Because Titan Souls is a pixel-art title, there aren’t going to be oodles of graphics options for players to fool around with. This doesn’t mean that there aren’t intruiging ways to make it look better on PC, though. While down-sampling often leads to a great deal of the image not being present on screen (a disappointing situation when you consider titles like Super Meat Boy can be easily down-sampled from 4K), those with monitors with high pixel density will be treated to an image that simply looks better. Because there is a set amount of pixels on screen at any given time in pixel-art titles like Titan Souls, the more you’re able to compress the image, the better it will look. This is the reason that Titan Souls simply looks better on Vita than it does on PC or PS4 using a standard 1920×1080 monitor or television. Those with 2K or 4K monitors will definitely be treated to a more unified image than those simply running Titan Souls in standard HD, and the fact that this option is available on PC makes a great deal of difference.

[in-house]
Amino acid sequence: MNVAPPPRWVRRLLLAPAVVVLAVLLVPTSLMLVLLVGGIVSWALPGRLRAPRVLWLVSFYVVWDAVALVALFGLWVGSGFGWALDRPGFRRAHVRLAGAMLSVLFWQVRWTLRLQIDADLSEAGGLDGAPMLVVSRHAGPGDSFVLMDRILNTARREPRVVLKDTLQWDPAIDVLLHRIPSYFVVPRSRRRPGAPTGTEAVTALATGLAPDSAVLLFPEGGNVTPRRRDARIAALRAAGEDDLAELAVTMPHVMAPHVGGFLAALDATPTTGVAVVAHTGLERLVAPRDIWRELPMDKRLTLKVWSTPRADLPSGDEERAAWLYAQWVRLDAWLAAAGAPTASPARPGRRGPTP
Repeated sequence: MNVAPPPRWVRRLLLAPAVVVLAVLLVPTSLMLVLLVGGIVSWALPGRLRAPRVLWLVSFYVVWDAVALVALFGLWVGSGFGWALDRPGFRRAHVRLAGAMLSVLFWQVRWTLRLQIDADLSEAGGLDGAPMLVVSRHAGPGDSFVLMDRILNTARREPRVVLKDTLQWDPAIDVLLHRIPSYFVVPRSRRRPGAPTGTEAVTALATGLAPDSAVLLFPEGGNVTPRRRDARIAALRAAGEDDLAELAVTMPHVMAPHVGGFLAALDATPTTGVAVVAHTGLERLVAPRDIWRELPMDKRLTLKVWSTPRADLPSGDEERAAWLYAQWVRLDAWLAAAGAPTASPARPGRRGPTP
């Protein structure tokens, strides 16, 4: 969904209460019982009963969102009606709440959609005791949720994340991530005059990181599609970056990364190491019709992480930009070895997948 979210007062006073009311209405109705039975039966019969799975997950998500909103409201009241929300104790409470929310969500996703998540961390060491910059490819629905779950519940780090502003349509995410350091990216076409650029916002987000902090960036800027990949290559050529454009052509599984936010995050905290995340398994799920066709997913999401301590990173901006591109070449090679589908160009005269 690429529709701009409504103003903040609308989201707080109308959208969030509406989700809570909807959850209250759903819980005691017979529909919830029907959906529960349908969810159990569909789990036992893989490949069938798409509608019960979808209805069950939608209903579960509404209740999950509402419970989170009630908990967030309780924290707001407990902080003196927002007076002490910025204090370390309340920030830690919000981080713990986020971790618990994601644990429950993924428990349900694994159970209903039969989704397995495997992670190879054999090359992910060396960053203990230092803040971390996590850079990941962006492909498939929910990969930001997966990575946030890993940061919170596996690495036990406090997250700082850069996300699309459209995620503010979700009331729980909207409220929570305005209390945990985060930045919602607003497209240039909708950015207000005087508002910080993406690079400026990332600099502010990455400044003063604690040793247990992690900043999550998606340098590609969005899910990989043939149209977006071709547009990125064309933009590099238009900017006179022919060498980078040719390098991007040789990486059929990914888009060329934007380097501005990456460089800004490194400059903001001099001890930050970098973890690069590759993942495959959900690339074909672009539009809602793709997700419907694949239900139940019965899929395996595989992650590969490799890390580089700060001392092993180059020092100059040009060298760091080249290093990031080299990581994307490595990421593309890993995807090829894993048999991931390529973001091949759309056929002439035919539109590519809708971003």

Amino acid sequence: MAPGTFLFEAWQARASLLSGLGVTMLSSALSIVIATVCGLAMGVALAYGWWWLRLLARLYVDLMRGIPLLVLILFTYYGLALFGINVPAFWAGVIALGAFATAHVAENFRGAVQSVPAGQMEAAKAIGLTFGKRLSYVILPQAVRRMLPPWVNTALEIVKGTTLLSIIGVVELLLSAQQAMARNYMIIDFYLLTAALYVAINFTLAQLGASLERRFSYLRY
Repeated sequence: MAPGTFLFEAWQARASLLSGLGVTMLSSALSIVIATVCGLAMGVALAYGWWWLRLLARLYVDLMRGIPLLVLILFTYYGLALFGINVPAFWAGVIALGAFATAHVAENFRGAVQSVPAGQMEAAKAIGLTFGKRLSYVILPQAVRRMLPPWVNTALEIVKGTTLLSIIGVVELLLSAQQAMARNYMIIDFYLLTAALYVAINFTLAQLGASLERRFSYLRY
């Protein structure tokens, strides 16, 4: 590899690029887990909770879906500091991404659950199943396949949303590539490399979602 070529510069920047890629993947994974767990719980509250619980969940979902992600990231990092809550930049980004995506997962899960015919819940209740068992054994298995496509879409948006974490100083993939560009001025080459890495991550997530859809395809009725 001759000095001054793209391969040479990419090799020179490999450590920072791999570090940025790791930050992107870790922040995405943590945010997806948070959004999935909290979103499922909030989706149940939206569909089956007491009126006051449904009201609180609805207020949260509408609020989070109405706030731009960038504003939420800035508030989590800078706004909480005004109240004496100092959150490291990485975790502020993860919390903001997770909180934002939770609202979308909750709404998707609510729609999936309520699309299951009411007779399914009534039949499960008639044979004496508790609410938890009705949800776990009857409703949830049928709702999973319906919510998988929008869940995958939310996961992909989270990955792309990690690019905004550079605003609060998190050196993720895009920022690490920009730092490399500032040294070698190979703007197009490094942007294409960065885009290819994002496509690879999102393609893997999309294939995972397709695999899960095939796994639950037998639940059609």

Okay, so we know that the freedom granted to PC players is definitely a big deal, but what about those who like playing their indie games on a handheld? I already mentioned that the Vita is the clear winner in the visuals department, unless of course you’re running Titan Souls at 2K or 4K, but a few gameplay quirks make it difficult to recommend over the other versions. Because players only have one hit-point and one arrow, precision is definitely the name of the game. While it may seem like this is a Vita title through and through, Sony’s handheld’s analog sticks simply don’t have the level of precision that dedicated controllers do. When you consider the fluidity of movement on an Xbox One controller or a DualShock 4, there really is no comparison. This isn’t to say that the Vita version controls poorly; rather, it’s more like the difference between major and minor league ball.